• Cities: Higher rent, more amenities and job opportunities
  • Suburban towns: Lower rent, more affordable for families

Apart from Old San Juan, some popular locations for expats and digital nomads include:

  • Condado: Upscale beachfront neighborhood
  • Ocean Park: Family-friendly with easy beach access
  • Isla Verde: Known for tourist attractions and resorts

Average Mortgage Interest Rate

Mortgage interest rates in Puerto Rico can vary depending on factors such as the type of property, the duration of the loan, and the borrower’s credit history. Though accurate and up-to-date information is scarce, it’s important to do your research and consult with local banks and financial institutions to get an idea of the current mortgage rates.

When considering housing options, it’s vital to weigh the pros and cons of renting or buying. While renting gives you the flexibility to explore various neighborhoods and adapt to the local lifestyle, buying property can be seen as an investment, especially if you plan on living in Puerto Rico long-term.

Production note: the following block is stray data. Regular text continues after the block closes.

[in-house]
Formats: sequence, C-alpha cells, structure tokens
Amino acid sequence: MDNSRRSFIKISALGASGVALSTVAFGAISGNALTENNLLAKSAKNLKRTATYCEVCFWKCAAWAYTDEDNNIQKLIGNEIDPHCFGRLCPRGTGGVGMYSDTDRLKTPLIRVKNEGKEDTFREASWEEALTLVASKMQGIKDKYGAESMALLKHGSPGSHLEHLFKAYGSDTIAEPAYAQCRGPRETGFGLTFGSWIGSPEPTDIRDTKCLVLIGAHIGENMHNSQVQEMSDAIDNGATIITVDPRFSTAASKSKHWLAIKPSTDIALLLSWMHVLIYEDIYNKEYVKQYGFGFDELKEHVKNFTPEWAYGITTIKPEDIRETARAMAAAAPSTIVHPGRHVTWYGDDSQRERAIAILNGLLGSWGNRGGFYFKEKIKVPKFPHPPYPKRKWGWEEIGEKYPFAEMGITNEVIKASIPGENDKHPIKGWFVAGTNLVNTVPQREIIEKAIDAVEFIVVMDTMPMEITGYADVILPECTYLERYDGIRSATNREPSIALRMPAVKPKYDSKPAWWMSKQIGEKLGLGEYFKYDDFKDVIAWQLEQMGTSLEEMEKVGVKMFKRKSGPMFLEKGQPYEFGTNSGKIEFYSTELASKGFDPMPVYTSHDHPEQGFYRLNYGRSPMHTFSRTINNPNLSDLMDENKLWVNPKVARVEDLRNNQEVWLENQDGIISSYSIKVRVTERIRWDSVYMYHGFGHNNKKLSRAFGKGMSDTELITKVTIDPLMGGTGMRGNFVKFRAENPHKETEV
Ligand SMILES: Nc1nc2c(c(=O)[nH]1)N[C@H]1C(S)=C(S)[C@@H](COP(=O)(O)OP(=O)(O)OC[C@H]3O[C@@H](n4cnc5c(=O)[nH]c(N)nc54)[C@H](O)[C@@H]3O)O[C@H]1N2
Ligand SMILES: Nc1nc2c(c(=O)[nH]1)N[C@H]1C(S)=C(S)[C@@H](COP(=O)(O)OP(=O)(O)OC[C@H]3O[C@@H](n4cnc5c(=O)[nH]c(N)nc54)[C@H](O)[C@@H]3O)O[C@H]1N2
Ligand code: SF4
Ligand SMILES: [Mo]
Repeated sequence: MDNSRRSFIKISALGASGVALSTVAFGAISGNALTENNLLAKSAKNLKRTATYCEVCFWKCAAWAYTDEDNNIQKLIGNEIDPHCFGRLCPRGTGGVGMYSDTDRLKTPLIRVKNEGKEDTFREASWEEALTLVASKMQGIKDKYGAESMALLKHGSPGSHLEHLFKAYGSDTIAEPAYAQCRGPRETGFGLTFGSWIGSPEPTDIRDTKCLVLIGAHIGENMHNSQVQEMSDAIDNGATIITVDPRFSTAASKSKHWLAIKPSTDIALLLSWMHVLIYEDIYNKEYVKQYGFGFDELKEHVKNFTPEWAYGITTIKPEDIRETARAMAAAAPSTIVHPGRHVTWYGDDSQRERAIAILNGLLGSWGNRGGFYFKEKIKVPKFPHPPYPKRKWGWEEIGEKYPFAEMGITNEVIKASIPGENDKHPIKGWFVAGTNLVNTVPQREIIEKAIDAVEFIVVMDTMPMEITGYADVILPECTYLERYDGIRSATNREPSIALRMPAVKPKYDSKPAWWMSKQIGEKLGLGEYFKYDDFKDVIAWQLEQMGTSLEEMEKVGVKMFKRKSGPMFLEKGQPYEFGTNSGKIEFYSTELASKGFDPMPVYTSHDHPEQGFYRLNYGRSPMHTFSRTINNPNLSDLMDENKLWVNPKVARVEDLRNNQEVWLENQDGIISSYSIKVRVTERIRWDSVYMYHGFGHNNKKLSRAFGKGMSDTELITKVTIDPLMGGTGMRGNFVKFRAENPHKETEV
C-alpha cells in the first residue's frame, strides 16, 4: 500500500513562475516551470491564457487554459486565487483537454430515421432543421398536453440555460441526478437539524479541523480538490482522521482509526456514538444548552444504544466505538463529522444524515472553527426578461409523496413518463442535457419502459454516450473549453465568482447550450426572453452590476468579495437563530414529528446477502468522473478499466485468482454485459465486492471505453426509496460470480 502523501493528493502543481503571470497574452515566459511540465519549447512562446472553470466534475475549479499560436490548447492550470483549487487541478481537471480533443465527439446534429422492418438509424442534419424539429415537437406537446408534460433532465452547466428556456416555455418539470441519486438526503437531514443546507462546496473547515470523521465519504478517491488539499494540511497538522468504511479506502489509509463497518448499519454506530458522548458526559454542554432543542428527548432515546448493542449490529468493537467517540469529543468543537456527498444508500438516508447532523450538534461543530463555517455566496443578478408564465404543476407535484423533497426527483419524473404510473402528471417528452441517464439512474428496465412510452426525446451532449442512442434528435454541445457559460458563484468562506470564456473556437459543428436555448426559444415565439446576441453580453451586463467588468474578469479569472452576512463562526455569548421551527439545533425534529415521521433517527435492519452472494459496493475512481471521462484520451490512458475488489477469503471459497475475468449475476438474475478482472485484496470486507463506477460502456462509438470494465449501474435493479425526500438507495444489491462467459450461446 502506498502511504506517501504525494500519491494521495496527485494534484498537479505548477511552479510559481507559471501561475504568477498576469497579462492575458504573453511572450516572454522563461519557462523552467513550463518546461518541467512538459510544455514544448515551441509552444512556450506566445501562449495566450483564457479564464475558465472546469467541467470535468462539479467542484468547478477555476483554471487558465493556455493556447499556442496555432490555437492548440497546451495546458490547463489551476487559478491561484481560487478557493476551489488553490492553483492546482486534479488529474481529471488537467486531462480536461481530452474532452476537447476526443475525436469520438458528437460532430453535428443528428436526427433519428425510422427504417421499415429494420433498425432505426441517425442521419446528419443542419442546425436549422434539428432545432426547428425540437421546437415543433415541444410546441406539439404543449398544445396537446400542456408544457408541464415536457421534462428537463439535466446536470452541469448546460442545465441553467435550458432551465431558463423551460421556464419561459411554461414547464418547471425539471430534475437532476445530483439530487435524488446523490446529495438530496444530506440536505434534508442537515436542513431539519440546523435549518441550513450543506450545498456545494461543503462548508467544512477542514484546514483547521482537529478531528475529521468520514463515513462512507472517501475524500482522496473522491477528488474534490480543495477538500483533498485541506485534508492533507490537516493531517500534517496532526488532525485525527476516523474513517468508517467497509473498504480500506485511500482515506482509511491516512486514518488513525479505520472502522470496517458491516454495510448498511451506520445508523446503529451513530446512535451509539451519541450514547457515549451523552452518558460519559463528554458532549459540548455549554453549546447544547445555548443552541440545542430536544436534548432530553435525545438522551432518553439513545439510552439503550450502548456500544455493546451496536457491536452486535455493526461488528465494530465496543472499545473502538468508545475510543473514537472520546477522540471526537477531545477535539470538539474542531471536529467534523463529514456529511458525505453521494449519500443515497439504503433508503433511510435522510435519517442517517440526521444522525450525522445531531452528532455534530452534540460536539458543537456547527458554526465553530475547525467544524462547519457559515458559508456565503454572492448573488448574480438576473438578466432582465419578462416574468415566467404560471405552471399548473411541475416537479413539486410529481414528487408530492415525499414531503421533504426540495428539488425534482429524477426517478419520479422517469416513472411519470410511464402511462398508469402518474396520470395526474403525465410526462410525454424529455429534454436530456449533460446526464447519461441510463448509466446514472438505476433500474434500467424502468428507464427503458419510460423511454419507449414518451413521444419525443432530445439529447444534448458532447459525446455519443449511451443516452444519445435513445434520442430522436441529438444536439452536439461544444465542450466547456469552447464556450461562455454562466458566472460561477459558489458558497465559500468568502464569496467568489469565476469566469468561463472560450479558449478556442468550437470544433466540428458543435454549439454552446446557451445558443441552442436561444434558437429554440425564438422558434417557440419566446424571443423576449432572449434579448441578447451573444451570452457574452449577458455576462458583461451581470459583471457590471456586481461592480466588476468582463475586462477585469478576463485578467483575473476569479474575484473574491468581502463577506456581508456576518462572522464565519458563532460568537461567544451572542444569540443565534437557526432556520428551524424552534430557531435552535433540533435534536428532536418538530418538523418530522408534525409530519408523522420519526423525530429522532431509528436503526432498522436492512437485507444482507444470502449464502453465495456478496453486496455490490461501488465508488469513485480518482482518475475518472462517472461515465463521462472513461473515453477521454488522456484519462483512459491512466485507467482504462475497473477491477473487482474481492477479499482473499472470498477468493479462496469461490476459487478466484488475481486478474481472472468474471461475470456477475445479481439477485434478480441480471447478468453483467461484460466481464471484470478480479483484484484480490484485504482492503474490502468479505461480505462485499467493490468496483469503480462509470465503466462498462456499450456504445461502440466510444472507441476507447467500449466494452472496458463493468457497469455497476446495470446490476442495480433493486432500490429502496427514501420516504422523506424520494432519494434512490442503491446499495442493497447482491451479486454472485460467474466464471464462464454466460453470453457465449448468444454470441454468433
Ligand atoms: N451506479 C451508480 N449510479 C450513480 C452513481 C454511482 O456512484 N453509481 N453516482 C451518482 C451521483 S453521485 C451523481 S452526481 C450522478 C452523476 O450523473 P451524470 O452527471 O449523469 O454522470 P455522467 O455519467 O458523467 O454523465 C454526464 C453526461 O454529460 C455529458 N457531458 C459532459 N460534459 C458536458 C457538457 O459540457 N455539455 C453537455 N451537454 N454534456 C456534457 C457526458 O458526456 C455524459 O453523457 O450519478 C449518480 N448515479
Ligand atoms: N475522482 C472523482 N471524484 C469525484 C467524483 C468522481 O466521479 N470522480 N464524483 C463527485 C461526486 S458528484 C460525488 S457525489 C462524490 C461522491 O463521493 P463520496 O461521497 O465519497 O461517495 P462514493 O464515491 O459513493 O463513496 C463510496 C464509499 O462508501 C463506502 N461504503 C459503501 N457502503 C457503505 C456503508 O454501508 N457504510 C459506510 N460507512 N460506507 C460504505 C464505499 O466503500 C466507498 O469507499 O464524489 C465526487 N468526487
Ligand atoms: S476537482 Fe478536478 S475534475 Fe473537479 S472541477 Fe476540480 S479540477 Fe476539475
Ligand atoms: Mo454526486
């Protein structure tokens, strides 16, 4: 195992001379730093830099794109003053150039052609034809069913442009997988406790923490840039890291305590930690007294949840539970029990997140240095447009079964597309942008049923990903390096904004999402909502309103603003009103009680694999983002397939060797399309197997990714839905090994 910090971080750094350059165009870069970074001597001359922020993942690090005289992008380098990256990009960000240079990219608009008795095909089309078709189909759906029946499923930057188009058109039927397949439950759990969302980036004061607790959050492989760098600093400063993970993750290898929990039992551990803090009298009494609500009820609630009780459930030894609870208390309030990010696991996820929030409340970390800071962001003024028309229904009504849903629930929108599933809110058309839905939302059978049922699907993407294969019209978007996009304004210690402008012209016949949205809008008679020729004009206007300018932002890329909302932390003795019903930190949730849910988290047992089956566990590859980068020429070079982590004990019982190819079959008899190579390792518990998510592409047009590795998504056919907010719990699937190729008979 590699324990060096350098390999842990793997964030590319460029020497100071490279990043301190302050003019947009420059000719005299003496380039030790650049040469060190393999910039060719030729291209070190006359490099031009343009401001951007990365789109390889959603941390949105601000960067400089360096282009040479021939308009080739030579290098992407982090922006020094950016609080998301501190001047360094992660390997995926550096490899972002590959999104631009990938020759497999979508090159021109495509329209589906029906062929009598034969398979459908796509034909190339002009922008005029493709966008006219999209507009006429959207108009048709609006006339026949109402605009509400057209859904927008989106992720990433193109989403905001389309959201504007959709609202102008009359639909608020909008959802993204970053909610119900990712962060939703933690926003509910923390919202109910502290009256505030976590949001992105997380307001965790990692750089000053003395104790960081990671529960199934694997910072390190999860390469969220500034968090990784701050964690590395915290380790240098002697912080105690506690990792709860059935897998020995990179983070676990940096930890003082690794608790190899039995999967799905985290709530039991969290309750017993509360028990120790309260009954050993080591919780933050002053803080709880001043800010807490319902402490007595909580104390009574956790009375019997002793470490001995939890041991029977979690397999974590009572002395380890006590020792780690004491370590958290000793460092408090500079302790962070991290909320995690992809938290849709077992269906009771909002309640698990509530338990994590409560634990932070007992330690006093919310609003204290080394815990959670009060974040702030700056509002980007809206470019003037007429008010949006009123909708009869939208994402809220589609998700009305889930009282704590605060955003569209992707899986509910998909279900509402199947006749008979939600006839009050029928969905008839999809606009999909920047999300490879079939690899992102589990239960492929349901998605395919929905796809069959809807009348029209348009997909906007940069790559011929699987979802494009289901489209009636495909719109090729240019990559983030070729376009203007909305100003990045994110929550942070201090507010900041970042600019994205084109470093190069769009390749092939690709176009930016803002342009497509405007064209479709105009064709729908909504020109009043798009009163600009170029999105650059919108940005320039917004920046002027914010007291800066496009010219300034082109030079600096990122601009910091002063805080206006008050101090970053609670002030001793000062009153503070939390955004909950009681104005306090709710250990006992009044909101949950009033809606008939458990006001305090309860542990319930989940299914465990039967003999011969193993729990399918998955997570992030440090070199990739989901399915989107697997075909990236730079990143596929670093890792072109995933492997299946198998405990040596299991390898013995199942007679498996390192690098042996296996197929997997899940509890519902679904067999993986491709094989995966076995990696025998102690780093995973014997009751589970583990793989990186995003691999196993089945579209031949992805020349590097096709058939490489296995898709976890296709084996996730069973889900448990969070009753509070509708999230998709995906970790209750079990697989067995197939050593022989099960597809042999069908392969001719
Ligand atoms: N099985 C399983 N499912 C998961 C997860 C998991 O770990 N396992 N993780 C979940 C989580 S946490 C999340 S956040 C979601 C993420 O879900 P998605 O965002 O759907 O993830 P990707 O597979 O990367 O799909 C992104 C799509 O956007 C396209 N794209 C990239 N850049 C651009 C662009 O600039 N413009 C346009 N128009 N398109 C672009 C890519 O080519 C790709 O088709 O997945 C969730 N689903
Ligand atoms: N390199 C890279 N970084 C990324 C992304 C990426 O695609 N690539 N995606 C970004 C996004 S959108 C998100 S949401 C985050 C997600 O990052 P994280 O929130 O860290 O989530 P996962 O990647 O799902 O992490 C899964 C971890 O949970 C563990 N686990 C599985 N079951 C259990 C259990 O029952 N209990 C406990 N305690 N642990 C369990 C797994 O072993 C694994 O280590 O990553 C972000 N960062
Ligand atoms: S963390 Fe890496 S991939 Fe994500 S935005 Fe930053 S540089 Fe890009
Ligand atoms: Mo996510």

In summary, the cost of living in Puerto Rico, particularly for housing and accommodation, is generally more affordable than in the UK or the US. With a diverse range of options, from city centers to suburban towns and beachfront properties, there’s a housing solution to meet most budgets and preferences.

Utilities and Services

In Puerto Rico, utilities and services play an essential role in the cost of living. As an unincorporated territory of the United States, Puerto Rico shares many similarities with its mainland counterparts when it comes to utility costs and service providers. However, there are some unique aspects to consider when examining the cost of utilities on the island.

Water and Sewage

The Puerto Rico Aqueduct and Sewer Authority is the primary provider of water and sewage services. Charges for water and sewage are typically included in the rent for apartments and are part of the monthly condominium or homeowner association fees for private residences. In some cases, residents may have the option to pay for their water usage separately, depending on their contract with the property owner.